@Charles – I too don't see the logic behind this thinking, why do we need to use more fuel for the same distance we go. What about the roads we have, do we need much horsepower for day to day travelling.
Jerry, there is one major thing wrong with your vision of the future. If you look at the Tesla S you will see that it is several hundred pounds heavier than the car it competes with (both having similar horespower). Now, the Tesla S uses lightweight materials and lots of new technology, and it is still heavier. As a part of your argument, which I agree with, you point out that we need lighter, more aerodynamic cars. I don't know if you remember the oil shocks of the 1970s. All of a sudden the coefficient of drag became a selling point for automobiles in advertising. In addition, conventional cars have become lighter (for the same size/features/horsepower), other than the German luxury brands (and the electrics). Without a different storage mechanism for energy, the ICE will continue to dominate. Perhaps hydrogen...
I think Tesla showed exactly what the future motors will look like at 90 percent eff. It also puts those mentioned in the rear view mirror because of it's massive, instant flat torque, power from 0 rpm and smoothness..
Vs IC's than in cars are at best 10 percent eff because they rarely run in their eff range, part throttle eff.
The only eff ICE is a tiny 4-30 kw generator to recharge the E motor batteries for unlimited range at about 34 percent eff.
Next the need lighter, more aero vehicles to put these eff motors in.
Facts are in 20 yrs oil will be too expensive to burn and my EV's fuel cost is $.01/mile vs $.10/mile and up for ICE's and only going to get worse.
Vs I can use $700 of solar PV to cxharge mine for 20+ yrs.
So have fun with your dying, costly ICE's as they become the buggy whips of the future. I'll do EV thank you.
You're absolutely right, blairk. This slideshow is geared more toward North American automakers. There's a good reason for that -- Chevy, Ford, Chrysler are still big on displaying their engines on stands at the Detroit Auto Show. Most of the European and Asian automakers do less of that. Similarly, the photos those companies share with the press are more about the exterior design of their products, and less about engines. It may be a cultural difference confined to auto shows. I suspect that it's easier to transport an engine and put it on a stand at the Detroit Auto Show if your facilities happen to be located in Detroit. You're right, though, European and Asian automakers have equally impressive engine technology. But since this was a photo deck coming directly from the Detroit Auto Show, we had to go with what was available.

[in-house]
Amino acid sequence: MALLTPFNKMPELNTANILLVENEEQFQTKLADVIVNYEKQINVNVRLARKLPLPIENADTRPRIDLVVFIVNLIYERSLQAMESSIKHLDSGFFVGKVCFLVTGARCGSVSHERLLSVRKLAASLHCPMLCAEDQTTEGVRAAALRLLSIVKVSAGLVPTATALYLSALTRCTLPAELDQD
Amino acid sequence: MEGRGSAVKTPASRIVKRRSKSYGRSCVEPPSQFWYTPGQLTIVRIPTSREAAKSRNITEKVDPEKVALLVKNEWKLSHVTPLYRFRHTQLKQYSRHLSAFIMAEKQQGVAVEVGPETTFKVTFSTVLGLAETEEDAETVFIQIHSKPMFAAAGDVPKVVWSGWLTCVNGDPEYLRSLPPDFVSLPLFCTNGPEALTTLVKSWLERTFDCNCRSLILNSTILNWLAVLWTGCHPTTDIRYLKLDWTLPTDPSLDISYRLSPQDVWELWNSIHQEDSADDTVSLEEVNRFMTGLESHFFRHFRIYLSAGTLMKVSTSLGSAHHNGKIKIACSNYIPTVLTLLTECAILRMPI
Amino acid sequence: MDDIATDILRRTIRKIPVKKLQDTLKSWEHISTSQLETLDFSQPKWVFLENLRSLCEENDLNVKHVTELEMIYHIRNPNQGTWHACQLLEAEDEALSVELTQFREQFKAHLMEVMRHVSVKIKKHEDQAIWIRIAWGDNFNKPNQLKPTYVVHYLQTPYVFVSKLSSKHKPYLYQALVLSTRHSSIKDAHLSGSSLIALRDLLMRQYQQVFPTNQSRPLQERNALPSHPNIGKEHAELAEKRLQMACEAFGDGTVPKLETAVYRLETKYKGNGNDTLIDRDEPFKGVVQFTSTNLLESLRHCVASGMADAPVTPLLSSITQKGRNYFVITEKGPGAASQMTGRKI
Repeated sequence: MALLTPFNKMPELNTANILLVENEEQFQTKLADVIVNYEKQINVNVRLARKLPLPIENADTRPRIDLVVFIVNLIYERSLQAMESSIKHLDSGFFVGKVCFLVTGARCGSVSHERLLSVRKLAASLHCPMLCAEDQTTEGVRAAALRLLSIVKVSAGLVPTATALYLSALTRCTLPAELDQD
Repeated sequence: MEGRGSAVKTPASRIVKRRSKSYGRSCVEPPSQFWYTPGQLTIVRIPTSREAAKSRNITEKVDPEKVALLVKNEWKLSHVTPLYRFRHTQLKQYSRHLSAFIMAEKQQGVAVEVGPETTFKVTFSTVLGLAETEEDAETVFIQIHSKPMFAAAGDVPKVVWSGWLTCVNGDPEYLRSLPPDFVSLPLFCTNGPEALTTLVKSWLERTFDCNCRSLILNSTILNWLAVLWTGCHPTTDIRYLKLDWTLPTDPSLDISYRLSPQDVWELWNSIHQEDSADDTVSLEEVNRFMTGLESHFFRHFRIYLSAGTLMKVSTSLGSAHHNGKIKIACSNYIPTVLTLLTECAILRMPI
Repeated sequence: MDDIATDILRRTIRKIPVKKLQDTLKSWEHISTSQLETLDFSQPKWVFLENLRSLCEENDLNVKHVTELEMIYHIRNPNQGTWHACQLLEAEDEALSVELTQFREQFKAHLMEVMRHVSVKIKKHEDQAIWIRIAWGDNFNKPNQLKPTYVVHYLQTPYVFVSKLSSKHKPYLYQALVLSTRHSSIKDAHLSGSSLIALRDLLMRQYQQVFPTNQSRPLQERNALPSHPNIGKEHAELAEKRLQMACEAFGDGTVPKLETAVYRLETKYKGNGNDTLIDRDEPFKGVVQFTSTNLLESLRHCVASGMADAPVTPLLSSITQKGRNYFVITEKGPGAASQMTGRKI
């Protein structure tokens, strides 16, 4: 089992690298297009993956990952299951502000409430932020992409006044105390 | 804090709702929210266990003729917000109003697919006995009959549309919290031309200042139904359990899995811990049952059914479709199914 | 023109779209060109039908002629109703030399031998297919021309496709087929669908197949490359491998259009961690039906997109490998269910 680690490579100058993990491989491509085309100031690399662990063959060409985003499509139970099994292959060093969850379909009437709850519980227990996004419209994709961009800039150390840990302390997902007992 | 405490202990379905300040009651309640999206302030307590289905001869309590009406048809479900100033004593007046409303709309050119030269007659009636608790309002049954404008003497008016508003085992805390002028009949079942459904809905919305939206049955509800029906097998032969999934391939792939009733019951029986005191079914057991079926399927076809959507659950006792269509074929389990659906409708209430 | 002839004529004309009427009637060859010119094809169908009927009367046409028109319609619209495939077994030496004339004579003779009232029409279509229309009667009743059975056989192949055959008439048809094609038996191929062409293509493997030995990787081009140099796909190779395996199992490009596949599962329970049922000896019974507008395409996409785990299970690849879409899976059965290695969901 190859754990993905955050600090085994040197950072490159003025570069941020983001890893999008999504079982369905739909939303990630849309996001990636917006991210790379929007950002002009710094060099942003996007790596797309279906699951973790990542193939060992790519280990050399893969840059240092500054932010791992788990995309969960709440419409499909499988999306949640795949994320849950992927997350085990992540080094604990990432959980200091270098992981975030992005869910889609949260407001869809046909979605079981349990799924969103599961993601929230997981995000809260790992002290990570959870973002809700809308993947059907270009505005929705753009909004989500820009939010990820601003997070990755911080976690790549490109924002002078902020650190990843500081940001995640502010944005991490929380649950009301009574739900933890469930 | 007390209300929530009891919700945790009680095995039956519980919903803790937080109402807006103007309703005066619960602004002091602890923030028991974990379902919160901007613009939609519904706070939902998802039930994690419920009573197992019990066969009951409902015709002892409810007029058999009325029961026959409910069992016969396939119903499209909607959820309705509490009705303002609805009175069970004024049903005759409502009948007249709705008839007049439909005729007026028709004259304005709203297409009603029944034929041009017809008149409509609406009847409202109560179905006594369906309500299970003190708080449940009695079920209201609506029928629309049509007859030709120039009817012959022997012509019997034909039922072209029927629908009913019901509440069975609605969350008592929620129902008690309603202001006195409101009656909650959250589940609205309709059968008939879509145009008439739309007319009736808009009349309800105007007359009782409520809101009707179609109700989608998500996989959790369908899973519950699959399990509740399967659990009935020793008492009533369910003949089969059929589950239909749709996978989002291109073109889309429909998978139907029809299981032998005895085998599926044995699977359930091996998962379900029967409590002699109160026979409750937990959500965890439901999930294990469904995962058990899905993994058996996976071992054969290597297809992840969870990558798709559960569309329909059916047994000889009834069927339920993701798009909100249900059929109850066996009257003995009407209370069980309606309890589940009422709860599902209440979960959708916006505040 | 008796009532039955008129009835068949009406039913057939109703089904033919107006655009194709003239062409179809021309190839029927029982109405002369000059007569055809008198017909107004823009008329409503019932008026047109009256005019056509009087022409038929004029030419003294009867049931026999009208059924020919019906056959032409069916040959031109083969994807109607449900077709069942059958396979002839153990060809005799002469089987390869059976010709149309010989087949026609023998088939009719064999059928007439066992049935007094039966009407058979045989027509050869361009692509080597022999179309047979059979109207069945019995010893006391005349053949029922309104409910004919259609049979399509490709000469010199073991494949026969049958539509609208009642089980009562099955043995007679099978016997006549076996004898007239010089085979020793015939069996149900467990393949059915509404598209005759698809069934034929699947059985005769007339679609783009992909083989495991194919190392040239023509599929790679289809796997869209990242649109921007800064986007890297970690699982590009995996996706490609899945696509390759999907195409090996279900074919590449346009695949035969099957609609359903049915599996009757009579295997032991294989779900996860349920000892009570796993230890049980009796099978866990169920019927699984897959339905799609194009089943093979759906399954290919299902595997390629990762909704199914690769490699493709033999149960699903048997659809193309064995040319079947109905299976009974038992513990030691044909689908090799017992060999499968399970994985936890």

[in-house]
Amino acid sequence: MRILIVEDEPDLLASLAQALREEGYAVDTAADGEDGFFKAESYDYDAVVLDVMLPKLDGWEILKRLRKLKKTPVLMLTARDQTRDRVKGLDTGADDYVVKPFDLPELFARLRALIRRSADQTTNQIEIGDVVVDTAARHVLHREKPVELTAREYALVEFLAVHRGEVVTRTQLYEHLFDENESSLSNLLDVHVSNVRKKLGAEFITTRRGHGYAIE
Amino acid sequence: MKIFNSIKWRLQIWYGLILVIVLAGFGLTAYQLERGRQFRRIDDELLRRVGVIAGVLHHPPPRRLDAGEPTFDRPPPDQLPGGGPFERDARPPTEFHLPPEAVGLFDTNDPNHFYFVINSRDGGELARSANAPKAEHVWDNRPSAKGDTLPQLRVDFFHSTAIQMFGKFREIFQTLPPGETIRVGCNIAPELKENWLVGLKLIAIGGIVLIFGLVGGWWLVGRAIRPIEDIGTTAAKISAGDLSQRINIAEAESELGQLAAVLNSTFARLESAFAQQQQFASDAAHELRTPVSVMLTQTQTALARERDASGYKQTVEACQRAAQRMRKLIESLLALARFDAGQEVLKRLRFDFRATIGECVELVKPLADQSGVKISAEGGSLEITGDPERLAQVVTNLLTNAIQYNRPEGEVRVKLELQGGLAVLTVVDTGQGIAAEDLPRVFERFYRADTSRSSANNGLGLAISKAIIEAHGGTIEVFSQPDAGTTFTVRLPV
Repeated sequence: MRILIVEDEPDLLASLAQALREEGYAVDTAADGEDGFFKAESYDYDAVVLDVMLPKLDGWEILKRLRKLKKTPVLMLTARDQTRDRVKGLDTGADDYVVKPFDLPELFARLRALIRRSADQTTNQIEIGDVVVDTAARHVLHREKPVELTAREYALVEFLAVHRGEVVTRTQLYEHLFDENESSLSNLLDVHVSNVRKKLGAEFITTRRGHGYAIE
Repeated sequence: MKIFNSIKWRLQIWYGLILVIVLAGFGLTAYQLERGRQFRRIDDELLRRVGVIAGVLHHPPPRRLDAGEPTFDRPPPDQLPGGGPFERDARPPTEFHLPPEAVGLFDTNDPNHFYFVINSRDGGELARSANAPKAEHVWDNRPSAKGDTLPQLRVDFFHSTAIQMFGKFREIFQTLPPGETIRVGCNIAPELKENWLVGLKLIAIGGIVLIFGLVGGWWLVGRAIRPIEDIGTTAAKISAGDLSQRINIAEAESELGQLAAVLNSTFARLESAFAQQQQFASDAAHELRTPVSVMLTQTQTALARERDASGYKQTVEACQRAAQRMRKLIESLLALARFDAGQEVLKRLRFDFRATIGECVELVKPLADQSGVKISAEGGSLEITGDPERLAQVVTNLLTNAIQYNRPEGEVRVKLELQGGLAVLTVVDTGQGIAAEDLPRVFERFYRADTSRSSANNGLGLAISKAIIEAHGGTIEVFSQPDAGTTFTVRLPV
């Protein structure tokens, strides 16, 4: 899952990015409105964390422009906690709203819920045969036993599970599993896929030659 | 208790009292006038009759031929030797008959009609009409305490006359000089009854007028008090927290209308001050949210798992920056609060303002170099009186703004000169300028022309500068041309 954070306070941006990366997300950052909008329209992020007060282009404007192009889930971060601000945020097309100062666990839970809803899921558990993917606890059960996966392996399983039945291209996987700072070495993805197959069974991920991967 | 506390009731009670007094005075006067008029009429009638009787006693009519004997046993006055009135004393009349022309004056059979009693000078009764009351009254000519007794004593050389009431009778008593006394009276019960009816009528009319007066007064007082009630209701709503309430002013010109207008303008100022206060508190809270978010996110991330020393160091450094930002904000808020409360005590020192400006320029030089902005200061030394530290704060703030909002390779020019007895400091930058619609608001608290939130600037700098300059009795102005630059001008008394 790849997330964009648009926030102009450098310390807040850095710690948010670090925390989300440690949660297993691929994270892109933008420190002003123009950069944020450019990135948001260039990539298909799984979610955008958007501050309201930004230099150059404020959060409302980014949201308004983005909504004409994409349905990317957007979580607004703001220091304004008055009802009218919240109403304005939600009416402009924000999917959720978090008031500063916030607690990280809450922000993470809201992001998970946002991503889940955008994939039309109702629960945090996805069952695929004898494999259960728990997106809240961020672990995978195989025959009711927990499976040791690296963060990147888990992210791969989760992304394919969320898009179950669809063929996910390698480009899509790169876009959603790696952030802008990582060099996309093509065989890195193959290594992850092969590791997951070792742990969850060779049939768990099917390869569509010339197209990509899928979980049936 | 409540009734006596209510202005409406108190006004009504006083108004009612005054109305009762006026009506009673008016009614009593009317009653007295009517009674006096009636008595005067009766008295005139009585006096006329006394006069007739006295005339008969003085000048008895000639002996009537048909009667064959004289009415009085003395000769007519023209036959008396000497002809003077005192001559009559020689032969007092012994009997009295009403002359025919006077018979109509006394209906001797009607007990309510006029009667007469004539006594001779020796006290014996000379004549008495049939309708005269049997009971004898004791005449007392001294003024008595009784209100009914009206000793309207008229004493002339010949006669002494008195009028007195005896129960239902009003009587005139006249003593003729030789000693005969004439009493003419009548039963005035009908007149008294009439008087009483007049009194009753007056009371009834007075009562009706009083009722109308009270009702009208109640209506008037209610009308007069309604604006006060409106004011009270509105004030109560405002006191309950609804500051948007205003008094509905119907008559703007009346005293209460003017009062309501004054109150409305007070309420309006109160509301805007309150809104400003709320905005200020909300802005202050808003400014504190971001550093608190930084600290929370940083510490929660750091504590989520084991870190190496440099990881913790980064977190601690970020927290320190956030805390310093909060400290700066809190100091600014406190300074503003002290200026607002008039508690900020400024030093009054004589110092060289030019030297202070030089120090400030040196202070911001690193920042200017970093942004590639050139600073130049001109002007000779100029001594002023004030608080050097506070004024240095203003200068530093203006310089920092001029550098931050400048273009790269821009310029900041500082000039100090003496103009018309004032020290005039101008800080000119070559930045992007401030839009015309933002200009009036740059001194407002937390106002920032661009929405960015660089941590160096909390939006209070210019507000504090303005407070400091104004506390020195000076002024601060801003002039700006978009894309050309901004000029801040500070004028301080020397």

Charles, us older folks remember the aenemic cars of the 1970's and 80's. To think that a turbocharged Buick V6 was all the rage in the late 80's for our perfomance fixation. Give credit to the automakers, I do not think they want to repeat the reputation they got during this time.
Small, gutless motors that really didn't give us that great of gas mileage! Who would want a full-sized car running a crappy V6 and only getting 24 MPG. Might as well keep driving the Chevy truck with the V8 and get 21 MPG.
Meanwhile the Japanese cars were coming out with high revving 4 bangers that could actually get good gas mileage! Toyota didn't become the #1 car manufacturer by continueing to sell their crap box from the 1970's!
The article should have been titled, "North American Automakers, Start Your Engines!" There is a lot of great new automotive technology coming out of Europe and Asia, too. Too bad the article did not include any.
Nadine, The last time I was in Europe the fuel prices were over three times what they were in the US, and it was obvious that there were two kinds of car owners, those who chose to be careful about fuel consumption, and those who really did not care at all about fuel efficiency. The division was quite similar to those who were very wealthy versus everybody else. That winds up being similar to what I see here in the US.
So while many of us value fuel economy there are still quite a few who hold performance as the main goal.
The downside is that it seems that really good vehicle handling characteristics are reserved for cars with lots of power, while those cars that get much better mileage seem to be designed for octogenarian grandmothers trips to the corner grocery store. A smooth ride but poor vehicle handling, most obvious in the dominance of severe understeer.
Some cars are more reliable than others, but even the vehicles at the bottom of this year’s Consumer Reports reliability survey are vastly better than those of 20 years ago in the key areas of powertrain and hardware, experts said this week.
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